October 25, 2012 (SSNA) — Following the 27th September agreement we have all known that things in Juba deteriorated immediately making already bad situation to become worse. Politicians and citizens went bananas, especially so the elected Governor of Northern Bahr Ghazal (Aweil) who came out openly to denounce the inclusion of the “Mile 14 Area” within the would be demilitarized zone along the ill-defined border between South Sudan and the Sudan. This marks a new chapter in the Arab encroachment on the Black African indigenous population’s lands. This is a historical phenomenon in which the Black Africans have to continuously recede land and allow the movement of the Arab borders further south into the interior!
In the different Media Outlets, many South Sudanese have also expressed their disappointments on the different parts of the Salva Kiir – Al Bashir Cooperation Agreement, each in their own styles. But the bottom line is that those opposed to the agreement (Totally or partially) saw in it a clear sell-out by Salva Kiir’s administration since it has gone both politically and socio-economically bankrupt as a result of the poor leadership and widespread corruption.
On the other hand, President Salva Kiir and his Defense Minister wasted no time and rushed to Uganda to seek a long time ally’s advice none other than President Musseveni of Uganda who knows too well that underneath the New Two Sudans Accord lies a disaster for the entire region. However, at this stage the embattled Truce at its face value definitely remains a Sudanese baby (shared responsibility between Juba and Khartoum) until proved otherwise. But considering the historical bumpy relationship that has existed between the two sides which stretches for well over a century, honouring of agreements in this part of the world is a thing hard to expect.
What followed in the two countries parliaments came as no surprise to anyone. It wasn’t and still isn’t a thing that warrants anyone to be a genius to know in advance the positions of those MPs when it comes to endorsement of the government-led policies or agreements. The September Cooperation Agreement wasn’t any different and therefore, it was easily ratified by both the SPLM-dominated parliament in Juba and its counterpart in Omdurman. Both institutions are identical in their compositions and function in a similar way, for both were created to rubber- stamped the parties’ policies.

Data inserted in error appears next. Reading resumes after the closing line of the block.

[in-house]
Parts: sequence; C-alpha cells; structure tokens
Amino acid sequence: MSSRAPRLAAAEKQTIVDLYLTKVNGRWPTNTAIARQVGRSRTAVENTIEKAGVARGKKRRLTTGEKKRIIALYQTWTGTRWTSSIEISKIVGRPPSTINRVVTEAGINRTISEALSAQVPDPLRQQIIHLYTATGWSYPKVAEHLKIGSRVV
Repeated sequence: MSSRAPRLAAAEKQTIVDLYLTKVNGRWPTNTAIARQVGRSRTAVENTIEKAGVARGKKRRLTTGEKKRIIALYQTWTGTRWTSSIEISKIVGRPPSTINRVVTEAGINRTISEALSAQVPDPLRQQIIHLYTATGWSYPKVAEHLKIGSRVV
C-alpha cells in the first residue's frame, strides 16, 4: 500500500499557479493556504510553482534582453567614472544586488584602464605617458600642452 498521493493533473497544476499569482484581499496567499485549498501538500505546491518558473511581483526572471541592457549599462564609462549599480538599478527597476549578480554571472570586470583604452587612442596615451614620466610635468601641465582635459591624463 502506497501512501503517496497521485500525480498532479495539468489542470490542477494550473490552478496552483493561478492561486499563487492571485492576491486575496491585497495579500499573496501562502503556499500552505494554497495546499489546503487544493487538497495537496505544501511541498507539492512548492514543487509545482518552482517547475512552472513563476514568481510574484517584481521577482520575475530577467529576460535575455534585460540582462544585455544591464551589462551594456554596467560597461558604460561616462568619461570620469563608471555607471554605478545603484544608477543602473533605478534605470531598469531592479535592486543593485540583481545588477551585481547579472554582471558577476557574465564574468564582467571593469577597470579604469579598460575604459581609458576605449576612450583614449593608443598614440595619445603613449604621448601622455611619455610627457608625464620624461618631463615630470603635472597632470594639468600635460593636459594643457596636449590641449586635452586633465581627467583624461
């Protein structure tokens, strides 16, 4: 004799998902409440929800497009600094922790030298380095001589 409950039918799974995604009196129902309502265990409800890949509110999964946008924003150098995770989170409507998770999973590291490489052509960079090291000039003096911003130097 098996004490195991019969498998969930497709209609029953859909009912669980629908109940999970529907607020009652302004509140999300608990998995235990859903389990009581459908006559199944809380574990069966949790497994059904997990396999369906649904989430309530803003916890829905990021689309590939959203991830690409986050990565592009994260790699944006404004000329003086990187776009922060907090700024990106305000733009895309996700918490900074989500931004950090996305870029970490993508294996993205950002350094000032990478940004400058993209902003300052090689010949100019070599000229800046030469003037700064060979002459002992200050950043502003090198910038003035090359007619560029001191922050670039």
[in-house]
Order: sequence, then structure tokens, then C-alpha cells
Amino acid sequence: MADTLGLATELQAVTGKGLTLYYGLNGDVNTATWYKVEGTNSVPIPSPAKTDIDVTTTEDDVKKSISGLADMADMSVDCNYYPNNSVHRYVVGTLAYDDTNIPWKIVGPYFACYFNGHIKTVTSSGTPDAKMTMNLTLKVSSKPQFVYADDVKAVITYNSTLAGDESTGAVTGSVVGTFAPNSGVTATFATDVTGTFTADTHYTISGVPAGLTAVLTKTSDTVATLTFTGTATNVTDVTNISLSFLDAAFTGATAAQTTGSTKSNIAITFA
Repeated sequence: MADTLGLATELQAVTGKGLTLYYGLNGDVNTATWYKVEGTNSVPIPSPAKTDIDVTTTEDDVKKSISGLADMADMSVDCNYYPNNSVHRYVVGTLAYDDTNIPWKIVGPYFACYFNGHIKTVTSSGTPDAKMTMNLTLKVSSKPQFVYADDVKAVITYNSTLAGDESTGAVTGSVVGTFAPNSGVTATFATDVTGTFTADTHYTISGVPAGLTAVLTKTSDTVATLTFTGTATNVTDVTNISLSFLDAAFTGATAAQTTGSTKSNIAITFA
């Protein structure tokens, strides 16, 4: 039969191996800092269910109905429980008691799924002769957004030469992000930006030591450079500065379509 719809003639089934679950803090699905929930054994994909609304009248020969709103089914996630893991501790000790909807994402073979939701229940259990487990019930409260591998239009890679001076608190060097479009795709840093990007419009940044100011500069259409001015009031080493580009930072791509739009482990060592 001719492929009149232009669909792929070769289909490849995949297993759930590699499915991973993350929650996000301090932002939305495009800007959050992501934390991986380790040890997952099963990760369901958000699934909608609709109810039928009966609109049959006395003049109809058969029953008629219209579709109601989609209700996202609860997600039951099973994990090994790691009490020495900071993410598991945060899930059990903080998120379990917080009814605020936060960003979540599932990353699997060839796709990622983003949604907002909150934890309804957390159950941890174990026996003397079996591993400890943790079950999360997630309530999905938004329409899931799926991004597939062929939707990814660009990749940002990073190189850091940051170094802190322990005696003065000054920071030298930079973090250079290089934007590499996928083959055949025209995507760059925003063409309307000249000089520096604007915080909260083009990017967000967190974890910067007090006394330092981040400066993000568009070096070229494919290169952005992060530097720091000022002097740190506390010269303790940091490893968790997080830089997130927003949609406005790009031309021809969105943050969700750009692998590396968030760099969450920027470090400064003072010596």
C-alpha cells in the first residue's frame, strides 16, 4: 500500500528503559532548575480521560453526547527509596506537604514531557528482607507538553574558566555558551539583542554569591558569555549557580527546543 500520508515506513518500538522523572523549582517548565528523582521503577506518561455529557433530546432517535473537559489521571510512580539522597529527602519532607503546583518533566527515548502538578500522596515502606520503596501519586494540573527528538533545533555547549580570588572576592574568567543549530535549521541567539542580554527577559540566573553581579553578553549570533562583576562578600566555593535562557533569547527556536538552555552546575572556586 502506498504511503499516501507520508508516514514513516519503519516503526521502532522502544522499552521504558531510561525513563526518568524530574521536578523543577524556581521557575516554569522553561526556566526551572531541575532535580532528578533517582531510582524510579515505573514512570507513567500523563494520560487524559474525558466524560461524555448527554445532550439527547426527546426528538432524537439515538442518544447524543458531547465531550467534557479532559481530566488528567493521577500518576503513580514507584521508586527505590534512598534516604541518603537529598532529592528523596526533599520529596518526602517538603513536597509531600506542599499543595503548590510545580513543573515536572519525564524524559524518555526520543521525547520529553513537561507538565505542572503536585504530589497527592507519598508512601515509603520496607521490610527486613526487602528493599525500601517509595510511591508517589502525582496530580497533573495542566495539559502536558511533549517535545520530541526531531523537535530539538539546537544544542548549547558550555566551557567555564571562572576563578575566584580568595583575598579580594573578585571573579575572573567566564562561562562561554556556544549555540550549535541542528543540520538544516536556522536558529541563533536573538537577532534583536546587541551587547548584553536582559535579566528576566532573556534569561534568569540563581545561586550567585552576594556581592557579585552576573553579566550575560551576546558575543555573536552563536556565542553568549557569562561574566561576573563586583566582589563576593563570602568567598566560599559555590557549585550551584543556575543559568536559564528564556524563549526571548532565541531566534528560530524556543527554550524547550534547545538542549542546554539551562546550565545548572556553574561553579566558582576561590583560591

But what surprised people including many members of the foreign diplomatic missions is that those who took to the streets as well as those who voiced their opposition to the Agreement either in the Media or otherwise are predominantly from the country’s northern front-line. This came as a shock to many given the fact that almost all those who by design represent the SPLM delegation to all the talks in Addis Ababa actually hail from these areas. Things obviously went this way, because the SPLM leadership has taken to the habit of taking the citizens for granted. And the fact that until now they are unable to successfully communicate the SPLM/NCP Cooperation Agreement to their home constituencies does speak loads.
However, the worrying development is no other but Governor Paul Malong Awan of Northern Bahr Ghazal’s position on the embattled September’s Cooperation Agreement. The defiant Governor came out very strongly right from the outset against the inclusion of the “14 Mile Area” in the would be demilitarized buffer zone between the two nations. The Governor’s position is also supported by many citizens from the Northern Bahr al Ghazal when they demonstrated in the streets of Juba.
But now that the country’s parliament has ratified the Cooperation Agreement in spite of the stern opposition from MPs from Northern Bahr al Ghazal State leaves some citizens and politicians with bitter tastes in their mouths. It also proves the point that the ruling party which holds 99.9% of the MP seats has gone to widen the ethnic and regional rift within the SPLM and the country at large.
Things didn’t end there as Governor Paul Malong Awan came back again very strongly and I quote:
“The Governor of South Sudan’s Northern Bahr El Ghazal on Monday said that he will "fight" anyone who tries to take from his state a contested area on the border with neighboring Sudan”. (Sudan Tribune 22/10/12)
“We will fight the person who will take our land and the person who will give our land." Governor Malong Awan stressed.
The above strong statements from the Governor will obviously raise eyebrows worldwide, but more so in New York and Addis Ababa. This is so because the issue of “Mile 14 Area” is now an integral part of the security arrangement between the governments of the two countries. Should the Governor go ahead to implement his threats then South Sudan will be witnessing the emergence of yet another armed opposition in Northern Bahr Ghazal.
However, the coming weeks will tell the rest of the story when the September Addis Ababa Cooperation Agreement moves to the implementation stage. As for now, the political atmosphere is gravid with so many uncertainties. With the UNSC’s Chapter Seven firmly held in the heads of President Salva Kiir and his counterpart President Al Bashir, all must abide with the African Union High Implementation Panel (AUHIP) brokered Agreement or risk the wrath of the International Community. At least this is what the UN Security Council resolution 2046 stands for.
Whichever way things go it is now clear that the new arrangements are about to consolidate the Abyei Area and now joined by “Mile 14 Area” as political hot spots. Nonetheless, the billion dollar question is : Who will have the final word over the “Mile 14 Area” given the huge discontent in Northern Bahr Ghazal State and especially so Governor Paul Malong Awan who seems to be ready to physically or militarily resist the inclusion of “ Mile 14 Area” as part of this controversial agreement?